Rinsho Shinkeigaku (Clinical Neurology)

Brief Clinical Note

A case of myelitis with eosinophilia of the cerebrospinal fluid

Masamichi Ueda, M.D.1), Yuko Takeuchi, M.D., Ph.D.1), Jun Ochiai, M.D., Ph.D.1), Chiyuki Mabuchi, M.D., Ph.D.1) and Junichi Niwa, M.D., Ph.D.2)

1)Department of Neurology, Nagoya Ekisaikai Hospital
2)Department of Neurology, Aichi Medical University

A 25-year-old woman developed numbness of the right flank two weeks after a one-month stay in Thailand and Laos, which are known as areas of angiostrongylosis cantonensis infections. The signs were numbness, pain sense disorder, and vibration sense disorder on the region of the 6th to 12th dermatome. On a MRI T2 weighted image (T2WI), signal hyperintensity in a longitudinal spinal lesion was seen. In the cerebrospinal fluid (CSF), eosinophils were detected. The patient was diagnosed with eosinophilic meningitis and myelitis, and then treated with intravenous methylprednisolone. This improved her signs, CSF and MRI findings. She took no drugs, did not have any allergies, any vasculitis, or neuromyelitis optica spectrum disorders. Although anti-parasite antibodies were not identified, she was probably infected by angiostrongylus cantonensis from her history and examinations.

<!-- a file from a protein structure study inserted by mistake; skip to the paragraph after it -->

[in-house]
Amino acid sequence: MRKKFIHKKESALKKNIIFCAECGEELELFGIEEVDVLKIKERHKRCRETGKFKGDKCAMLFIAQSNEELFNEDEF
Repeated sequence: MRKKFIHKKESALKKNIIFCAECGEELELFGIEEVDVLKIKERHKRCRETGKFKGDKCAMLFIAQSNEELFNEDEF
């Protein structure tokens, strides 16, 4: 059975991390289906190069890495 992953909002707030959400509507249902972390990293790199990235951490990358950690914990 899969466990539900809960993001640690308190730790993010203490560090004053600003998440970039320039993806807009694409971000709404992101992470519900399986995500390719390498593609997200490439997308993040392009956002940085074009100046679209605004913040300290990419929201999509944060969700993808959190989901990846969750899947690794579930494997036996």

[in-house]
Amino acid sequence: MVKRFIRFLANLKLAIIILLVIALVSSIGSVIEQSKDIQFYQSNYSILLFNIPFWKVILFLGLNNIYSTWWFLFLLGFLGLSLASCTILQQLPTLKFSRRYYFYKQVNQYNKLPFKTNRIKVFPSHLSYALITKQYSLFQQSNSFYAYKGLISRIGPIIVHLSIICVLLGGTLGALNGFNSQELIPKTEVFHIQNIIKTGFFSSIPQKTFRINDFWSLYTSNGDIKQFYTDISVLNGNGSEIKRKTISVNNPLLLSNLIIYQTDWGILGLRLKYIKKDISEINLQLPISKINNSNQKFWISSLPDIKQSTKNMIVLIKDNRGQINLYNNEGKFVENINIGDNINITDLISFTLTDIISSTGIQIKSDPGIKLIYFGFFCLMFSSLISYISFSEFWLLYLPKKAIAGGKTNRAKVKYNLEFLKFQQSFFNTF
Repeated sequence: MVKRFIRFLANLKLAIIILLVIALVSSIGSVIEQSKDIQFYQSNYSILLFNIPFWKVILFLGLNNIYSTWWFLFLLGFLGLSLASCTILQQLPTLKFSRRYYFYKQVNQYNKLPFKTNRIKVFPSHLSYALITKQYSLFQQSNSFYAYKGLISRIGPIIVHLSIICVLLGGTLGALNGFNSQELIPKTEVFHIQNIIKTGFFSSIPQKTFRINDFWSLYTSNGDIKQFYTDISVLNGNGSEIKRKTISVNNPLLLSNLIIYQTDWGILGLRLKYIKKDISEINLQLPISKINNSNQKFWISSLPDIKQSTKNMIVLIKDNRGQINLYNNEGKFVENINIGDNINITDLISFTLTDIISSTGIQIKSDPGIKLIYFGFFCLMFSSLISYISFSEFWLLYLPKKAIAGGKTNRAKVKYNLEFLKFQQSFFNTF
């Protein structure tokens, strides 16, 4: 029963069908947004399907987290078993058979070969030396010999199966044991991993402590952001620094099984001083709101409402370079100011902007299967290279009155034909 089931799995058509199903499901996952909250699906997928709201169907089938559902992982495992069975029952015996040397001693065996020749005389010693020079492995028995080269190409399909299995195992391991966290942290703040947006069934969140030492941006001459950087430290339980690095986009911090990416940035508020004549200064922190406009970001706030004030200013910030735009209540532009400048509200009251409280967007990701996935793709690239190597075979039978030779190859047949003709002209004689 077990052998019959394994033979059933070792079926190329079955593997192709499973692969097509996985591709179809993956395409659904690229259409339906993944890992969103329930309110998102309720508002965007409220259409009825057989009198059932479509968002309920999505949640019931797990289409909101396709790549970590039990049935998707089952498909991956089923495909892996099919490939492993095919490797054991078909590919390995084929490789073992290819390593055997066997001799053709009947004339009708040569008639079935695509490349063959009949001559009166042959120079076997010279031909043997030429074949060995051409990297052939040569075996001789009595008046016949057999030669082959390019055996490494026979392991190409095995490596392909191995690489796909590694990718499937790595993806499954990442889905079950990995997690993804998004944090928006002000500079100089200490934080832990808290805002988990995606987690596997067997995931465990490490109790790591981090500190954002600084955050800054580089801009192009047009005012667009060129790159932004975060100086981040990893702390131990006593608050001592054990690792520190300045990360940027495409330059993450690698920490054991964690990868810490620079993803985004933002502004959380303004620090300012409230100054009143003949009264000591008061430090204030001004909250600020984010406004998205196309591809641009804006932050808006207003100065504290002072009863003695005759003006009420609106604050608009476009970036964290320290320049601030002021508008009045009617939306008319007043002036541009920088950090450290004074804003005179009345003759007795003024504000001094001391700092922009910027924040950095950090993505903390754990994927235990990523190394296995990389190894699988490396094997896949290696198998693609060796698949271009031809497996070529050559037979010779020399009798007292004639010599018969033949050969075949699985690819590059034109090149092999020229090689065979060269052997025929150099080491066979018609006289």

Full Text of this Article in Japanese PDF (382K)

(CLINICA NEUROL, 55: 651|653, 2015)
key words: eosinophilia in the cerebrospinal fluid, angiostrongylus cantonensis, methylprednisolone

(Received: 21-Jan-15)